All the best games are easy to learn and difficult to master. They should reward the first quarter and the hundredth.— Atari founder Nolan Bushnell, on the subject of video game design.
This particular aphorism is oft repeated, yet it’s still a statement I agree with. As a designer, one of my main goals is to create mechanics that are accessible to everyone, but those who truly understand their limits can push the ceiling as high it can go.
Let’s use Overwatch as an example. Overwatch is a team-based FPS shooter, with a character called Lucio. Lucio has the ability to ride walls, and speed boost his team. Not too difficult to understand. I thought I grasped the idea pretty well. But then you have professional streamers: they show complete mastery of these elements, using them to be untouchable murder machines riding rings around the enemy team.
That’s why in developing this prototype, my intention is to have game mechanics that can be combined for riveting gameplay. I’ve been calling it “Non fare malocchio”, since it’s inspired from the Italian folklore about the evil eye, but “Spirit Cleanser” is a bit more to the point. Essentially, in this game you can project your spirit out into the world to “possess” and “cleanse” evil spirits from enemies.
There are three core mechanics to the gameplay that can be combined: spirit projection/dashing, enemy cleansing, and spirit leaping. Here’s how they work, and how they complement each other:
The player project their spirit and traverse the world with it, leaving their body behind. When projecting the spirit, it will dash out into the world at a fast speed. It can be projected in all directions.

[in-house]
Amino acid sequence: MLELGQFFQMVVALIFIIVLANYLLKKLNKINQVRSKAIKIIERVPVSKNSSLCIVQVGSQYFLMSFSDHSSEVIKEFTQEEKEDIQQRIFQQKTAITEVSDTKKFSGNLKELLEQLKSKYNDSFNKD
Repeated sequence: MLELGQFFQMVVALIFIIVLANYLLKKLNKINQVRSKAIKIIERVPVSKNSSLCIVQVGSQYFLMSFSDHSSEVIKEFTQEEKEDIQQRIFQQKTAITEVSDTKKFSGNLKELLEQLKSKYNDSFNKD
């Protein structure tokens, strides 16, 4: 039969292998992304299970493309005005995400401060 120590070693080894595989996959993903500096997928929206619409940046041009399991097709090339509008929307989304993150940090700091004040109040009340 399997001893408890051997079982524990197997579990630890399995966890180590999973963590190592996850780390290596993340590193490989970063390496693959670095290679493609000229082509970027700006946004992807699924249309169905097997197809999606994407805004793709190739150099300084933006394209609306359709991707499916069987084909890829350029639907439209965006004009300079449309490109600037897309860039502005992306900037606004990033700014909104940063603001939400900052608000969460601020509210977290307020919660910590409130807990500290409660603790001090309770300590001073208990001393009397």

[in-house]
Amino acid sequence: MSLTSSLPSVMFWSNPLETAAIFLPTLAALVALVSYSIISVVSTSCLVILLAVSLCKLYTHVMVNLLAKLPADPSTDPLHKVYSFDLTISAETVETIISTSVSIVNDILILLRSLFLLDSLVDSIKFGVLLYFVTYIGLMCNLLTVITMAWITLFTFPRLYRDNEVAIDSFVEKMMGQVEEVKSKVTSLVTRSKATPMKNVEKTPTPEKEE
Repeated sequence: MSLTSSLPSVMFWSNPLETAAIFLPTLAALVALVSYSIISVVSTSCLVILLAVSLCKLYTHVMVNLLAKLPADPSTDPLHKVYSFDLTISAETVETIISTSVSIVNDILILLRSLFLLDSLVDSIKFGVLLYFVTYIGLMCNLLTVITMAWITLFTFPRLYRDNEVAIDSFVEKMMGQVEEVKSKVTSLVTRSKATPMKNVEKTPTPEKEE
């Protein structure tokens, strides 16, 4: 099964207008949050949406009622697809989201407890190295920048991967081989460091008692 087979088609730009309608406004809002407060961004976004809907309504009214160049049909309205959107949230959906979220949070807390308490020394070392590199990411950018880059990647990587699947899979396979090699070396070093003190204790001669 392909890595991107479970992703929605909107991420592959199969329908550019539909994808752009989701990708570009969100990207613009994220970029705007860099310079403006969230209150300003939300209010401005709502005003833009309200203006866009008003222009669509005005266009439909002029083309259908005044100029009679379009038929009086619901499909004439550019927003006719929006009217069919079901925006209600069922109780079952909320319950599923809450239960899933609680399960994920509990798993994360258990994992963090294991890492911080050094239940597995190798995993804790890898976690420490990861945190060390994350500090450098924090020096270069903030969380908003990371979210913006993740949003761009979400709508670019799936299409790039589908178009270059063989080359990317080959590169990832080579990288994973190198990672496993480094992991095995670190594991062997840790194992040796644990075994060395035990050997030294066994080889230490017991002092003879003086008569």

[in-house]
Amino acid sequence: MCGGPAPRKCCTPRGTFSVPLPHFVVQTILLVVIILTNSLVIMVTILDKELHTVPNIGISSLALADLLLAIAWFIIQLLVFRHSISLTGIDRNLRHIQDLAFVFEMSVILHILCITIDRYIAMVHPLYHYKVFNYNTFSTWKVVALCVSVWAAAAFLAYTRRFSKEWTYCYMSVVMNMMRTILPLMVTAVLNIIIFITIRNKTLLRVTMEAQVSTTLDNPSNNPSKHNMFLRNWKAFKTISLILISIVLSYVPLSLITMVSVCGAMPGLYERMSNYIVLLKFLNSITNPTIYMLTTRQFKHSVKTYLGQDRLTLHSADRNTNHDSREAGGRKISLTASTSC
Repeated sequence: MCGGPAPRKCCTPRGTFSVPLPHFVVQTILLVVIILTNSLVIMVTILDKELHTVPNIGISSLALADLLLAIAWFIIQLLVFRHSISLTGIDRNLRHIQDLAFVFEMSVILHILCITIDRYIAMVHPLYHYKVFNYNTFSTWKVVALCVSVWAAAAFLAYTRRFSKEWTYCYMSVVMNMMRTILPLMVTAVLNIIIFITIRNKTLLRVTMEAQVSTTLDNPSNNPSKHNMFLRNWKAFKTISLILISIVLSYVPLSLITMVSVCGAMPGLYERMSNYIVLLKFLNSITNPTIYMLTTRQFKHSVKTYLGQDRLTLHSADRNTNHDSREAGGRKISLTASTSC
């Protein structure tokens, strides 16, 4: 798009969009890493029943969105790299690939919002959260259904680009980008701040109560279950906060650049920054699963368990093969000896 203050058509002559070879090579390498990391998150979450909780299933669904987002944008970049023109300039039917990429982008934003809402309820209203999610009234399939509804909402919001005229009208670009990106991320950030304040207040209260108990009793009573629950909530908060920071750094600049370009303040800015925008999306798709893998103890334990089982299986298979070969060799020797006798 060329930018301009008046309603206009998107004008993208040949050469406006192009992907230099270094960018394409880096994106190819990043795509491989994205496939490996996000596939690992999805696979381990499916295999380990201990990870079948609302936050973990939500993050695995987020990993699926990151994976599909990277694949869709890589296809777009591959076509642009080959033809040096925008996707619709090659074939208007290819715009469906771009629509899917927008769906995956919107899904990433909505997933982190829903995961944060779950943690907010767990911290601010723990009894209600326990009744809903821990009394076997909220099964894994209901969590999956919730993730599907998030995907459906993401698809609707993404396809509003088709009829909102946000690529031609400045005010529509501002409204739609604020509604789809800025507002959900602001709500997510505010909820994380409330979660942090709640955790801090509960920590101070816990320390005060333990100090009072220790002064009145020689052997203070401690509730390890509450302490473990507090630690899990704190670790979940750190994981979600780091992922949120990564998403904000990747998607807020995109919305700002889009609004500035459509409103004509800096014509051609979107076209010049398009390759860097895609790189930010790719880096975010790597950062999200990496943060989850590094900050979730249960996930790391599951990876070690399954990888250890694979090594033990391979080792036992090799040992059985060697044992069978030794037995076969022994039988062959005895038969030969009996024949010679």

If the spirit collides with an enemy while dashing, it will “possess” them, and be able to “cleanse” them. This is done through a series of button presses.
To reunite the body and spirit, the body leaps from its current position to the spirit. If the leap button is held down, extra momentum will be added to the body once the spirit is reconnected.
Combining the spirit dashing, enemy cleansing, and leaping to spirit mechanics makes for a game experience that is easy to learn yet difficult to master.
I’m hoping that these base mechanics are enough to carry my idea while I flesh out the prototype more. No doubt, they will need to be revisited, and then revisited again, but for now the building blocks of what I’m trying to achieve are in a playable scene: that ticks the box for me.
My next goal is to create some more enemies to really test the mechanics and create captivating game moments! These elements seem to be fun now, but they have to hold up to a multitude of different enemies and environments.
Until next time!